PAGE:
The early results from a survey called ‘Philanthropy for a safe, healthy and just world’ have been published in the latest issue of Alliance magazine revealing that conflict-transformation and peace building is bottom of the list of priorities for social change funders.
The survey, conducted by Centris and Candid and supported by PeaceNexus Foundation, is based on 823 responses to an open survey conducted in February and March 2019. It examined issues such as the extent of support for peace-building, the characteristics of peace-building organisations compared with others, and why some organisations engage with peace while others don’t.
Only 18.4 per cent of the respondents said conflict-transformation and peace building is ‘very important’ in their organisation, scoring below attitude change (61.5 per cent), improving social systems (54.3 per cent) and organisational development (52.8 per cent) and community resilience (51.1 per cent).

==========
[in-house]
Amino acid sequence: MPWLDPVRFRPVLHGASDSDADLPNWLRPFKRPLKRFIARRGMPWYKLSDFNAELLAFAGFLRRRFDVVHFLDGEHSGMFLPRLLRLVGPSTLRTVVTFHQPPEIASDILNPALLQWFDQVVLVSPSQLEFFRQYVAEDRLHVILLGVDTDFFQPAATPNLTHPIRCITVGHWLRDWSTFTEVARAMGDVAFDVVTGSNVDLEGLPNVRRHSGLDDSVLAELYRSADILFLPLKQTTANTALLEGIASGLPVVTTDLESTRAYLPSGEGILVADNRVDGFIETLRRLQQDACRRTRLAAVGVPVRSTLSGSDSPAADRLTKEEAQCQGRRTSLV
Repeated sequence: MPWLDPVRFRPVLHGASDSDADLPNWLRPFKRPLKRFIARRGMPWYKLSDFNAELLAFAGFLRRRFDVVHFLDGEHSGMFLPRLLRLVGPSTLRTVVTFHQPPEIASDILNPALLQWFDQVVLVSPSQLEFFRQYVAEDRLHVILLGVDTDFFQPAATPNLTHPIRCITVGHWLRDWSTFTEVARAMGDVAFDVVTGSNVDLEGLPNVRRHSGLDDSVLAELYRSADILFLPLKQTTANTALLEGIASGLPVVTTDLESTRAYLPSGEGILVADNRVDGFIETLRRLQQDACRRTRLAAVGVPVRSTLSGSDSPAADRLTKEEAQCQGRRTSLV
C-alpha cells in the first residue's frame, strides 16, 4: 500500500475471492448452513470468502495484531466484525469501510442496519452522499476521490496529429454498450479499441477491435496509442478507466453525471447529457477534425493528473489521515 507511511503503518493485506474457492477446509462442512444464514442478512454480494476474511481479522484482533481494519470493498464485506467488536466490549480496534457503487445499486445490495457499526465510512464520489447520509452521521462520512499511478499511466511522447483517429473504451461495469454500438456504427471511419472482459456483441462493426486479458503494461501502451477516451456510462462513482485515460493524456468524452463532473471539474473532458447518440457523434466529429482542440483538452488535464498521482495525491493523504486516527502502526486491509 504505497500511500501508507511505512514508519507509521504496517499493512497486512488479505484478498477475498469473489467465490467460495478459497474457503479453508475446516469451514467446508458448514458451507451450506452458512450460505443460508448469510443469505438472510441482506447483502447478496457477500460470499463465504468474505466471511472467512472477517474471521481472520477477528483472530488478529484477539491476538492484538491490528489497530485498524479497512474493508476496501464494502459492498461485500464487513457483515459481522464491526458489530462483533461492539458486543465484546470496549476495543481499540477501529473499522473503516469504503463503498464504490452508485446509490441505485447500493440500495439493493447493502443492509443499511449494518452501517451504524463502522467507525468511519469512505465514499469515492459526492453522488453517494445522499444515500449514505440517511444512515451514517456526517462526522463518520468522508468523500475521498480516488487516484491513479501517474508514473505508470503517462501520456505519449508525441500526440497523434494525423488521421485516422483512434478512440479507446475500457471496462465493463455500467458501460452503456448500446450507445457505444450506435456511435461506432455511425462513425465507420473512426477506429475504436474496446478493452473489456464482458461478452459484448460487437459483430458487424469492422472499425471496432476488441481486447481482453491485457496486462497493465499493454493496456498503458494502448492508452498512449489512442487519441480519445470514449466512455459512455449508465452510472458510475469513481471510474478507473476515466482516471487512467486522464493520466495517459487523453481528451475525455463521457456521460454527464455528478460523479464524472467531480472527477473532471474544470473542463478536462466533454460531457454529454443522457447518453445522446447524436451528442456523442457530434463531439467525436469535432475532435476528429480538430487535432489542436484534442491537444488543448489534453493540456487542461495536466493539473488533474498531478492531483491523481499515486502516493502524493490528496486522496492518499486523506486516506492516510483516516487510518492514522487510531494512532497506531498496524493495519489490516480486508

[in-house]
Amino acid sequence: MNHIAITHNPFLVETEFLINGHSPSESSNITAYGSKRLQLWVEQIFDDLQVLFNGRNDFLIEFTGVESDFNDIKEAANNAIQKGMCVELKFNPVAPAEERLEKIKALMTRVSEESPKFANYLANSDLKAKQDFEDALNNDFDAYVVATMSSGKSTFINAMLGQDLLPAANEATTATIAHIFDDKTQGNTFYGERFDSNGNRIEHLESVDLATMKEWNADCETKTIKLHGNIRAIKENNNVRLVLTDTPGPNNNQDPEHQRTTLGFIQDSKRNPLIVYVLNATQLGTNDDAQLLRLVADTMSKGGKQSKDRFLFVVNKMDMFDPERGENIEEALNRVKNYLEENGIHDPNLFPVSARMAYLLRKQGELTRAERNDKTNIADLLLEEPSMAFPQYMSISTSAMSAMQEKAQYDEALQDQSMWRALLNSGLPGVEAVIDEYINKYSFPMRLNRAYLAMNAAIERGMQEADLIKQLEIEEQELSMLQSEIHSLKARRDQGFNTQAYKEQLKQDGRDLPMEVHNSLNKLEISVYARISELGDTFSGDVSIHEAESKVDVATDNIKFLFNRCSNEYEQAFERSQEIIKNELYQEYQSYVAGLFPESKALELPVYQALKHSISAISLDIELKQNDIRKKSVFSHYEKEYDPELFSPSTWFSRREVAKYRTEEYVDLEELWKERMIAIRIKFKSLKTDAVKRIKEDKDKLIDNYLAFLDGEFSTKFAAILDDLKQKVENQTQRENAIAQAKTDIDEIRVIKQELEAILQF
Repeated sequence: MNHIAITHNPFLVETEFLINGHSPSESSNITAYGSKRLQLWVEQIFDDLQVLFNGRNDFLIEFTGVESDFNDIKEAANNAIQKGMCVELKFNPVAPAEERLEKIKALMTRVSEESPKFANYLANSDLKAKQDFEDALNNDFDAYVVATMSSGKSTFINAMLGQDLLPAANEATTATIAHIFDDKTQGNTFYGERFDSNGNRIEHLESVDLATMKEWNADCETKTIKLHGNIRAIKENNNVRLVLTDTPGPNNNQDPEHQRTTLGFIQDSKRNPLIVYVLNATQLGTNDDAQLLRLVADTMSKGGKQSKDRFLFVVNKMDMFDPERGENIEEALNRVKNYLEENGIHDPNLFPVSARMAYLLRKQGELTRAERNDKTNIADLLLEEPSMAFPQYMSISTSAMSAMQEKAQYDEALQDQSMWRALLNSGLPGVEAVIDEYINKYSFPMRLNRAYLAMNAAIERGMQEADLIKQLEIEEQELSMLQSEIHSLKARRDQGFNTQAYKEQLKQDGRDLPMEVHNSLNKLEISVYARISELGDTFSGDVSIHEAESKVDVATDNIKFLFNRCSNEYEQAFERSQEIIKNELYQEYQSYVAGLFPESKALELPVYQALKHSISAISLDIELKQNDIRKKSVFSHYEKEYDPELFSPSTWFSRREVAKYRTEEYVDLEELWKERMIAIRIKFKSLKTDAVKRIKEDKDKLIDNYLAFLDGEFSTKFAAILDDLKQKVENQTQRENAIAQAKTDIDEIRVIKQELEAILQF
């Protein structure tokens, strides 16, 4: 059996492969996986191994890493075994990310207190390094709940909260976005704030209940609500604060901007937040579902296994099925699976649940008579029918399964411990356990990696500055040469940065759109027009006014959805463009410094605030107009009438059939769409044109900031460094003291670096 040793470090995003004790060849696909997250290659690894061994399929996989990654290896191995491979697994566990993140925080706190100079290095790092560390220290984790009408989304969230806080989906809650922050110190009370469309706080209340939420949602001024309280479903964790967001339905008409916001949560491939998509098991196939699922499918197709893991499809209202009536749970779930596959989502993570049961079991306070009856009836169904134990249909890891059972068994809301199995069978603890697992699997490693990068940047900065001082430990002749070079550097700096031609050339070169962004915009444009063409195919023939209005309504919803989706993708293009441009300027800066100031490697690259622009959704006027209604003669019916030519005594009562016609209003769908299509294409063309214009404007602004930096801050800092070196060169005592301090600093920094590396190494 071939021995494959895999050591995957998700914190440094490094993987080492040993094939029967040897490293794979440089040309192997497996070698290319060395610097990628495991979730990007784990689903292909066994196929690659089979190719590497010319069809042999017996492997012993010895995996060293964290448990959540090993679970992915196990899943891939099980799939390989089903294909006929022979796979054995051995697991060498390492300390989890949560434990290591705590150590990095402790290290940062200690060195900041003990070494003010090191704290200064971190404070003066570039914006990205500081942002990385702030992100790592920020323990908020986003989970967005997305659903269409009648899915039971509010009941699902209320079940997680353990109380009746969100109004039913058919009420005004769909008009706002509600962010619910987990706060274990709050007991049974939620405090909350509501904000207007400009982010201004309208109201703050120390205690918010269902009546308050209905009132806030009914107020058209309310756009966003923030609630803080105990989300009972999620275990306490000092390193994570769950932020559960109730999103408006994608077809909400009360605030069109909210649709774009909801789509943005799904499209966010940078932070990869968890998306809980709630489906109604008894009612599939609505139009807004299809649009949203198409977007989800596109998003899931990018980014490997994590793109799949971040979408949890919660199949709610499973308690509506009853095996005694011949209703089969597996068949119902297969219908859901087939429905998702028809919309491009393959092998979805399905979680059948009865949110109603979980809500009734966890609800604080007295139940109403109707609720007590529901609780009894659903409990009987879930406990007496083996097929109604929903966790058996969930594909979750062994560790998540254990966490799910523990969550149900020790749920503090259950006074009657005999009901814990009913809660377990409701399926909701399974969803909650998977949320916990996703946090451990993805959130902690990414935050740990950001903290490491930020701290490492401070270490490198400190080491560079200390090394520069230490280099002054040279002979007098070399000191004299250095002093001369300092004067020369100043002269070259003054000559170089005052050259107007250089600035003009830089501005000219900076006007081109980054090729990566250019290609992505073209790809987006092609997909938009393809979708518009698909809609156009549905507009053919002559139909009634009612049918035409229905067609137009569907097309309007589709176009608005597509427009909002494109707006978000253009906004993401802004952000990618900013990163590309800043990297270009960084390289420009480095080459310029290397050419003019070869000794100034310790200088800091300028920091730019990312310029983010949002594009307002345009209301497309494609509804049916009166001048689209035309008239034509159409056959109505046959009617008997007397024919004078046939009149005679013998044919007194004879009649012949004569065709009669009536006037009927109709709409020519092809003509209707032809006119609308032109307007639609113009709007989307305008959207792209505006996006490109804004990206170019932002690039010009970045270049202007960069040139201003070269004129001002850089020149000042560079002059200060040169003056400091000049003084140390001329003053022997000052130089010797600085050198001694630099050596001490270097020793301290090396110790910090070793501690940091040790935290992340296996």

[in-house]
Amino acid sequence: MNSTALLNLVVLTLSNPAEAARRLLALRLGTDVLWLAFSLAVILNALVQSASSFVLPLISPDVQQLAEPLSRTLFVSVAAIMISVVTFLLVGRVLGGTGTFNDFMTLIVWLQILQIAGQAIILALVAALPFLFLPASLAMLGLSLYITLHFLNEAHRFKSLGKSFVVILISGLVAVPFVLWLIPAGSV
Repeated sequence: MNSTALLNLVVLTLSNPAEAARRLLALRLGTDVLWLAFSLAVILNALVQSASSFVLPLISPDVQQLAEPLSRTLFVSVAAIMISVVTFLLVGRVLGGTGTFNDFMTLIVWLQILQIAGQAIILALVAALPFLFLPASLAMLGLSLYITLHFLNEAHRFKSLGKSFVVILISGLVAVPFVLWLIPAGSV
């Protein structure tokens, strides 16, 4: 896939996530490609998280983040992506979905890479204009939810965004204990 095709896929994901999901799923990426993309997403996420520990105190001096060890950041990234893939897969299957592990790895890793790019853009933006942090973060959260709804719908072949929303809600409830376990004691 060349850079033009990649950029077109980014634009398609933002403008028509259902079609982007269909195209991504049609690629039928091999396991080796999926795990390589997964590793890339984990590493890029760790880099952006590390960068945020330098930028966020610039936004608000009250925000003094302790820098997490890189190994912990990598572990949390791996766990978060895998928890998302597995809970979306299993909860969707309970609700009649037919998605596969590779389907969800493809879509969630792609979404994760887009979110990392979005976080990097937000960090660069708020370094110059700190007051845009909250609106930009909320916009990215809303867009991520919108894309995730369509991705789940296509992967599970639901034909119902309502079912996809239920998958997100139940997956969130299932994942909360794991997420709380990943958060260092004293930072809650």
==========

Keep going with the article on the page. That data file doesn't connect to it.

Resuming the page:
The reasons for not engaging in conflict-transformation and peace building included peace building being ‘too political’ (43 per cent) and difficult to measure progress (24 per cent and peace-building should be the preserve of official organisations (18 per cent).
However, the survey also points to potential for increased philanthropy in peace building with some respondents citing the involvement of women in the Colombian peace process, development of cross-community plans in Bosnia and a university centre for conflict studies in the US.
For more survey findings and analysis read about ‘The peace deficit’ in the June 2019 issue of Alliance.
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